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Contributions by Johan H. Langaard and Sigurd Willoch
Published in 1965
110 pages, fully illustrated
This catalogue accompanies the 1965 retrospective exhibition of the influential Norwegian artist Edvard Munch. Included in the publication are two essays, entitled "The Early Munch" and "The Late Munch." Sigurd Willoch details Munch's early years as a peripatetic artist, conflicted over ill-fated relationships, as well as the early deaths of both his mother and sister. Johan Langaard recounts Munch's later years, secluded in a converted farm on the outskirts of Oslo, where he tirelessly worked until his death in 1944. The catalogue also includes a discussion by Louise Averill Svendsen on Munch's work on paper, a chronology, exhibition history, bibliography, and 54 color and black-and-white reproductions.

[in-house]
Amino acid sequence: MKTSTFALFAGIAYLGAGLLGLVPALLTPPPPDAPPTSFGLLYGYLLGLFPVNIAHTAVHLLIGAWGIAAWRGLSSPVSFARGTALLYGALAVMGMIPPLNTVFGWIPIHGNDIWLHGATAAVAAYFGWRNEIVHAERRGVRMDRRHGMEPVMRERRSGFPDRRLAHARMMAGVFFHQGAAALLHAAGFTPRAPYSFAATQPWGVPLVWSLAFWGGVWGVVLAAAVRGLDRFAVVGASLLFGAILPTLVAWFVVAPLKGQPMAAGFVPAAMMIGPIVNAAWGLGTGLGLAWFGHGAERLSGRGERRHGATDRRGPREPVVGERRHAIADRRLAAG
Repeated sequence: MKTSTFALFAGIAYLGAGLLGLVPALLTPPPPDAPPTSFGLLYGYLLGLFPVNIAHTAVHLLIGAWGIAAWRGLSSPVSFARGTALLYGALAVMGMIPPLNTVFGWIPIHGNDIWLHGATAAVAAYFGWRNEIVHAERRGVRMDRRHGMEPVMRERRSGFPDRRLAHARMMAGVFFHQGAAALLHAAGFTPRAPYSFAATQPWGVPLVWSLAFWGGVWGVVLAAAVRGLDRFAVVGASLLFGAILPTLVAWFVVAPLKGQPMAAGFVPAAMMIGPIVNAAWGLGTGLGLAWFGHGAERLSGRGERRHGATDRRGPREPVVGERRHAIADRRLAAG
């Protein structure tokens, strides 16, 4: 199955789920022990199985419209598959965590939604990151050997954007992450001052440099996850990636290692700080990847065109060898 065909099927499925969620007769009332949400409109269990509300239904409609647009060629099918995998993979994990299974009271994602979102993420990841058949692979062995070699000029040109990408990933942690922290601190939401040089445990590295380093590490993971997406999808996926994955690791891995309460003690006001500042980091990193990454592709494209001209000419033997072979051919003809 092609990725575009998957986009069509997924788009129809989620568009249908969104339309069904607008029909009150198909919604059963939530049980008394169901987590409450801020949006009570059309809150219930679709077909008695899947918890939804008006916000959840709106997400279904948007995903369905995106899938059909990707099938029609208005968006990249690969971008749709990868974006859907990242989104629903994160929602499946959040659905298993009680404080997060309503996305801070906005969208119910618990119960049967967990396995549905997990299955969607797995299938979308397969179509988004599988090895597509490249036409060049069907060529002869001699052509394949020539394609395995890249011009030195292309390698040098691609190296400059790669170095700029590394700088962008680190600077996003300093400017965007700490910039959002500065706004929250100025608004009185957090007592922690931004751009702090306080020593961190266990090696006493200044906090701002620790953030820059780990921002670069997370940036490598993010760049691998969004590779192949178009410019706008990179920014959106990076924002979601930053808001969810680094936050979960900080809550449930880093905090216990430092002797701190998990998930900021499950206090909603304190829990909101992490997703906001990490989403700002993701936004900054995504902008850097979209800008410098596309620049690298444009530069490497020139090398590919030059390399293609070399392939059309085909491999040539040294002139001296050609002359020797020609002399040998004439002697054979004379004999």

When Munch reached for the sublime in his art, as he did in every period of his career, he found the perfect expression for his inmost feelings and thoughts, whether his medium was painting or printmaking. All his production—masterpieces, incomplete sketches, and designs—was permeated by the same poignant, impressionable sensitivity, and this sensitivity made Edvard Munch first and last a portrayer of man. He was a painter driven by an all-compelling need to express himself. The work of his later years did not have the same influence on the development of European art that his production in the 1890's had, but the enduring value of his art is not the radical form language, which at one time so shocked his contemporaries; it is his uncompromising, tireless response to his artistic conscience.